Someone Would Lose
The NASL , MLS’s unofficial sub-division is already here.
The San Antonio Scorpions skyrocketed in popularity and appear to have won the hearts and minds of a small but dedicated fan base.
The Scorpions are proving financially they are nowhere near ready for an MLS push. They are a non-profit organization and refuse to pony up money to keep star players. Fans are beginning to notice and are slowly classifying the organization as a second-class outfit.
The Scorpions alone would never be able to sustain the financial burden of running an MLS squad.
Bringing in a second team to San Antonio would have a negative impact and do one of two things: (1) Crush the small payroll of the Scorpions causing them to fold, or worse, (2) cause a split between fans creating two allegiances neither team would be able to afford.
Eventually, one or both teams would die.
Kudos to the club for building a soccer-specific stadium. Toyota Field reportedly will expand to approximately 15,000 seats, but suffers from the same lame-brain city planning that the AT&T Center and the Alamodome suffers from.
The stadium sits just off one of I-35′s most congested areas with a baron industrial district on one side and a middle-class neighborhood on the other. Morgan’s Wonderland and a pristine youth soccer complex clogs the stadium grounds even further.
The traffic flow will cause even the calmest man to go insane.
The only other options are to build a new soccer-specific stadium or play in the Alamodome. The city will not pay for a stadium and no owner is willing to pay for upgrades in the outdated dome.
The city of San Antonio can not seem to wrap their heads around the common real estate vision of Location, Location, Location. San Antonio sporting venues are in all the wrong places. The Spurs home, AT&T Center, is surrounded literally by nothing unless you count the acres and acres of warehouses, and the ‘world-class’ Alamodome suffers from a permit-only parking syndrome, forcing customers to pay local bars and low-income businesses at $25-$50 a pop.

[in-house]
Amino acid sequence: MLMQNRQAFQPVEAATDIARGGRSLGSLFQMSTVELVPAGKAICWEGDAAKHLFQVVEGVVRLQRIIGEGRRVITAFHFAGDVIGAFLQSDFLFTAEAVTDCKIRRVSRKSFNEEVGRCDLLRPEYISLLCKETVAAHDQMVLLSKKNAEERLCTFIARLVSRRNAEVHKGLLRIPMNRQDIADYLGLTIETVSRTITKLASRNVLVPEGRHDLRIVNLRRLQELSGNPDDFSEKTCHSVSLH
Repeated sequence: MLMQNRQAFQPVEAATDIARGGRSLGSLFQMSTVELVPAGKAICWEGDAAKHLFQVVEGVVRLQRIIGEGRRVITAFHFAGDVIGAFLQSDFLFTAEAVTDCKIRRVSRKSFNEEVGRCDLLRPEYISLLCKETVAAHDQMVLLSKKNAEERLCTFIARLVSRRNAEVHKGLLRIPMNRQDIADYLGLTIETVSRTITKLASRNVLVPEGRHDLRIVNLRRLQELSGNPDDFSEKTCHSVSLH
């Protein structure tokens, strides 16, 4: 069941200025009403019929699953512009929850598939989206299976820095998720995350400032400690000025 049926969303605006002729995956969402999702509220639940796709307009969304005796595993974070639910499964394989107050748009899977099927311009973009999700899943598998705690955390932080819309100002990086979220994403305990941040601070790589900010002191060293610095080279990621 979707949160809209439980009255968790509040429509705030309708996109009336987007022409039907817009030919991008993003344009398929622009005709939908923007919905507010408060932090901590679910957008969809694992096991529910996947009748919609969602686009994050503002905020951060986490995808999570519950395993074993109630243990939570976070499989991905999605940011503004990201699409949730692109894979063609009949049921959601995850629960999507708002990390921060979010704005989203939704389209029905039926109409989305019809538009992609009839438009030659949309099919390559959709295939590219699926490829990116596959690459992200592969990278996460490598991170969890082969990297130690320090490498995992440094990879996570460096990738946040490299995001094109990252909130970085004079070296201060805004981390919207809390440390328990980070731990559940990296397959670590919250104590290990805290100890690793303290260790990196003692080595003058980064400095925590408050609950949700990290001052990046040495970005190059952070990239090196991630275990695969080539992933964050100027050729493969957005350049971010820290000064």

Soccer fans need a festive atmosphere with nearby “pubs” and lively restaurants. Toyota Field and AT&T Center offer neither. The Alamodome is proximal to downtown and meets that bill, but fails on many others.
Be happy with the your little NASL club San Antonio. You have a good thing, don’t look past it.
There’s a reason MLB franchises San Diego, Seattle and Miami, along with NFL franchises Jacksonville, Minnesota and New Orleans refused to come here.
You have your Spurs. That’ll do.
The Coin Flip
It was a disaster from the beginning.
Joe Namath. 70-years old going on 25. That ridiculous fur coat. And then the debacle of flipping the most important coin toss in sports before even asking heads or tails.
Even “Omaha Omaha!” couldn’t have even prevented that failed snap.
Probably more anticipated than the game itself, it was a down year for the over-hyped Who’s Who of commercials, as most of them failed to meet our expectations.
Halftime Show Pt I
I can deal with the crossbreeding of music genders. Carlos Santana’s Supernatural with Rob Thomas & Dave Matthews did well back in the day.
But Bruno Mars & the Red Hot Chili Peppers?
I like them both….individually, but it was like a drunk DJ mixing Southern Baptist hymnals with Ozzie Osbourne. Not cool.
Halftime Show Pt II
It was as if the skies opened up and the Gods smiled upon us for a brief moment when Jerry Seinfeld & George Costanza appeared on our sets.
More of a plug for Seinfeld’s “Comedians In Cars” than a fancy ad…we got a ninety-second “commercial about nothing” and loved every second of it.
God bless you Jerry!
The Commercials Pt II
Just as we hoped for a better game in the second half, we prayed for better commercials as well. Not to be. Another heap of very hard to comprehend advertising spots cemented that this day was not meant to be for any of us.
(For the record, my favorite commercial was Budweiser’s Puppy & Clydesdale BFF spot)